on Fri, 25 Apr 2003 11:03:10 +0200 (CEST)

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<nettime> The Scuds

This article brings back to mind an old comment: What about the Scuds?

And what about all the vaporware between military intelligence and the
common kind?

Maybe the question of North Korea’s capacity to produce nuclear weapons,
or Iran’s or Syria’s, is worth a lot more scrutiny, after the apparently
total groundlessness of the claims made by the US and British intelligence
services in the case of Iraq’s weaponry.

If anyone has hacked into Jane's, send us the full article by this
Standish guy, will 'ya?

 - Brian

Can we trust the intelligence services?


Not only have no mass weapons systems been found (one has to add a "yet"
here), but there were major flaws in the documents which will put in doubt
any assessment of programmes elsewhere - in North Korea, Iran and Syria,
for example. Although many intelligence professionals prefer to keep any
review of what went wrong (and right) private and in-house, some
professionals are speaking out. One of the fiercest critics is Alex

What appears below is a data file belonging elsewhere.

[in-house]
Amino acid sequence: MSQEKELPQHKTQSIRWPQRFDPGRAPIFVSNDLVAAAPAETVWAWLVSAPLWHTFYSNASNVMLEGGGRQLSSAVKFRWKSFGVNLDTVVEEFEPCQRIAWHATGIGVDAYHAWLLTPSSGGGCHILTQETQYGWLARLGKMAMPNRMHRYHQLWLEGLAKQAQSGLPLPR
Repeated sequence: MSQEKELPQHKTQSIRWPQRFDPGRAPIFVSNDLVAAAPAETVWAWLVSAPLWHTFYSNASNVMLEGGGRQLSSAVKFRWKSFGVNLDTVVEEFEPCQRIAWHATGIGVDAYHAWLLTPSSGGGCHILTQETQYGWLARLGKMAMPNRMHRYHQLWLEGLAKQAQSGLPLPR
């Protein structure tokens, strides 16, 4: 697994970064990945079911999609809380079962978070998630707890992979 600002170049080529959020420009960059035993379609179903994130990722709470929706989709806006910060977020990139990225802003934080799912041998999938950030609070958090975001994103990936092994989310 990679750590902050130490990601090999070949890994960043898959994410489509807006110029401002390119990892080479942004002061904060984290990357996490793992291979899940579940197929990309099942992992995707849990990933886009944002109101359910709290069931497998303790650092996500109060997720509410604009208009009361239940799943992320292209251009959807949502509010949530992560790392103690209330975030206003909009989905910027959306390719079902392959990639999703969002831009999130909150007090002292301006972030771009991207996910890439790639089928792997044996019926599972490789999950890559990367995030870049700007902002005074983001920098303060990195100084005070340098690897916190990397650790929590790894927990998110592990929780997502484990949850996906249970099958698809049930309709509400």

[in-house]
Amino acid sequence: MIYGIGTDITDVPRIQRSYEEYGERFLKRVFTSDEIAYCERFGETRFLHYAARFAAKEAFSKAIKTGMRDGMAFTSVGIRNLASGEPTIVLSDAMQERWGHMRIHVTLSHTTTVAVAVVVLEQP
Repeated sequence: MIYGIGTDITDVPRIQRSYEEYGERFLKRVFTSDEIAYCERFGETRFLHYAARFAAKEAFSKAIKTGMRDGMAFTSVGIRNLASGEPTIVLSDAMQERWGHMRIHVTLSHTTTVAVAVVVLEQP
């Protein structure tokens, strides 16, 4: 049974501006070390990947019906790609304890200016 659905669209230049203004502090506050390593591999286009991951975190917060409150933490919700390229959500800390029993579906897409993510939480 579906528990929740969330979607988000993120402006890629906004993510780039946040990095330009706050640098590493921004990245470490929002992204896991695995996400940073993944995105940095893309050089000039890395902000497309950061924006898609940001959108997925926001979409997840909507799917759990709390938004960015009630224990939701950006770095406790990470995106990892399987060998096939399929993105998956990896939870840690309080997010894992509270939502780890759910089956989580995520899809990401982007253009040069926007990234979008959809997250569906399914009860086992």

Standish, editor of Jane's Intelligence Digest. He said: "The bottom line
is that the intelligence services have not covered themselves with glory."
Where are the weapons?

Dr Blix mentioned technical flaws in the dossiers, especially a failure
(in this case it was a failure by the British) to realise that documents
alleging an Iraqi attempt to buy uranium from Niger were forgeries. There
has also been the non-appearance of 1.4 tons of VX nerve agent, 20,000
chemical capable artillery shells, 25,000 litres of anthrax, 12-20 Scud
missiles, mobile biological warfare laboratories and chemical and
biological weapons "deployable within 45 minutes", all of which Iraq was
alleged to have had. [snip]

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